Score change in 'step' contest | Arkansas Blog

Score change in 'step' contest

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The team from the UA Zeta Tau Alpha sorority that made history by being the first white group to win the Sprite Stepoff, a dance competition historically rooted in black Greek organizations, will have to share the top honor with a black sorority.

On Thursday, Atlanta-based Coca-Cola Company, which sponsors the college step dancing competition, announced that because of a scoring discrepancy in the sorority results, the second-place winners, the Tau Chapter of Alpha Kappa Alpha, Inc. from Indiana University, would be recognized as co-winners and awarded the same $100,000 prize as Zeta Tau Alpha.

The change was revealed in a Facebook statement. It did not offer insight into the exact problem with the scoring or how it was discovered. Coke representatives said in an e-mailed response to questions from The Atlanta Journal-Constitution: "Due to the extremely narrow margin between the first and second place winning sororities, we conducted a further post-competition review and discovered a scoring discrepancy. There is no conclusive interpretation, nor definitive resolution for the discrepancy."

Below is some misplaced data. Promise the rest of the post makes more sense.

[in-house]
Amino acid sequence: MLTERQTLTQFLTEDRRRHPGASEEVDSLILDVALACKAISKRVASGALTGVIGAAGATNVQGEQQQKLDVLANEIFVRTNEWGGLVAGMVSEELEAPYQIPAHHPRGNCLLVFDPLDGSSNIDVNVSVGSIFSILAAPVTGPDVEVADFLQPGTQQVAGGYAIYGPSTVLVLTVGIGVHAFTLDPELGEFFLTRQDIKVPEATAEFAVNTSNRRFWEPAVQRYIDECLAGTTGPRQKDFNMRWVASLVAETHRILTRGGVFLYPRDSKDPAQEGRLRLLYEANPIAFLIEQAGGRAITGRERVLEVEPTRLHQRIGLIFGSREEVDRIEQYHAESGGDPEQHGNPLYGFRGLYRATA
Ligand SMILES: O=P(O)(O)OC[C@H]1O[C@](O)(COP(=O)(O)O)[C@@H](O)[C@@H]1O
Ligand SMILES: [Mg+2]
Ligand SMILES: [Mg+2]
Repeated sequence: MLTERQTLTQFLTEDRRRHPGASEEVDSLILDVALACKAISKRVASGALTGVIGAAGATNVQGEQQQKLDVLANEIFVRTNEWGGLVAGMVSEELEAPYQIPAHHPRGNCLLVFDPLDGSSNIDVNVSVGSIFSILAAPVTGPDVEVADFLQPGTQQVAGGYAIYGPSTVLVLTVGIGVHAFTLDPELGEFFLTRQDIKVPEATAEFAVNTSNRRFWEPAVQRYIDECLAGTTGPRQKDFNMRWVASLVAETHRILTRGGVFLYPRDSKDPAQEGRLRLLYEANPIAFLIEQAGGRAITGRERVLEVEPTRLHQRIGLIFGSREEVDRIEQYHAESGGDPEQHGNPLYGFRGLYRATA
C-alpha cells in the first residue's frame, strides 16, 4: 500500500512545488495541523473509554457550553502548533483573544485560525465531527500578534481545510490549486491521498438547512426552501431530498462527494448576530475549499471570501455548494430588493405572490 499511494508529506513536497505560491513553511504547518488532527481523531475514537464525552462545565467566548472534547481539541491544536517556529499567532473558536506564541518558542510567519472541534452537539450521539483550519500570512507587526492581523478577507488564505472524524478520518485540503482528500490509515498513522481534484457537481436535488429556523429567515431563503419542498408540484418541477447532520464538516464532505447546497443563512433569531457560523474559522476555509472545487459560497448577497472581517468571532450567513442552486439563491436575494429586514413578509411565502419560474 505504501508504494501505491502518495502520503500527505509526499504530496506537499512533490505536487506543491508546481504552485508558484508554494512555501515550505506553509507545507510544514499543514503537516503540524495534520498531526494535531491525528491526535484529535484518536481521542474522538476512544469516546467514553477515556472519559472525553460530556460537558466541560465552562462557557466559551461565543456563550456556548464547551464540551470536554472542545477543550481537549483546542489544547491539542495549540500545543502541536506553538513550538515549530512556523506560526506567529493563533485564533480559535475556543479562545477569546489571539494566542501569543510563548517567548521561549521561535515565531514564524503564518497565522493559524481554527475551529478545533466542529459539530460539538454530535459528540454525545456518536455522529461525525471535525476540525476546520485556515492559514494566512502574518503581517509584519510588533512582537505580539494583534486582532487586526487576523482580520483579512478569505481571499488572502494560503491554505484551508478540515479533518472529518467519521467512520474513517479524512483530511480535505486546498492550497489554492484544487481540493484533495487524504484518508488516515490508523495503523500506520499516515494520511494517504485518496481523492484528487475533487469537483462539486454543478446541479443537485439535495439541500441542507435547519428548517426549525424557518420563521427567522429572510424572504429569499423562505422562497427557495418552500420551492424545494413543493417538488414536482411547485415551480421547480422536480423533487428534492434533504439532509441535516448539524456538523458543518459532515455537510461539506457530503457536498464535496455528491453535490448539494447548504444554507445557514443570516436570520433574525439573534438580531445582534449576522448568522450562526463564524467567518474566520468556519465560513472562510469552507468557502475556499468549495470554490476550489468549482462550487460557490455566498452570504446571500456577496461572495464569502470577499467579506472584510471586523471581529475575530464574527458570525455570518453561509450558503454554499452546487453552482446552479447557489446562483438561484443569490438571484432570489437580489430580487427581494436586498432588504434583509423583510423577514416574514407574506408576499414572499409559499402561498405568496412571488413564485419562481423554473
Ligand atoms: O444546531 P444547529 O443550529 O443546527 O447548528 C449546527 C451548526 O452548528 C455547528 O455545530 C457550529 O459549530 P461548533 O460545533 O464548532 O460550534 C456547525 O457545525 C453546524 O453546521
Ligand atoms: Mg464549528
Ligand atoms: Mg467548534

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Zeta Tau Alpha is a predominantly white organization, which took first place in a tradition that has historically been dominated by African-American fraternities and sororities. Its winning eight-minute Matrix themed production got more than 200,000 views on YouTube, more than twice as many as the second- or third- place winners.

Anthony Antoine, 40, of Atlanta, who posted the popular YouTube video, said he was shocked when he received more than 1,000 comments on the post -- many focused on race.

"The bottom line was they didn't care if the girls were better or not, the people that were upset were saying white girls should not have won, period,"  Antoine said. "I think this is bigger than a step competition. Race relations in America still needs a lot of work,” he said.

Good interview in the Atlanta paper with ZTA team member on the sorority's long participation in the competition at Fayetteville and its hours of work to prepare for the national competition. Said Alexandra Kosmitis:

“We are just keeping a positive attitude about it," she said. "We are excited to still have $100,000 for our scholarships and we are excited that someone else can have some money to help them out as well."

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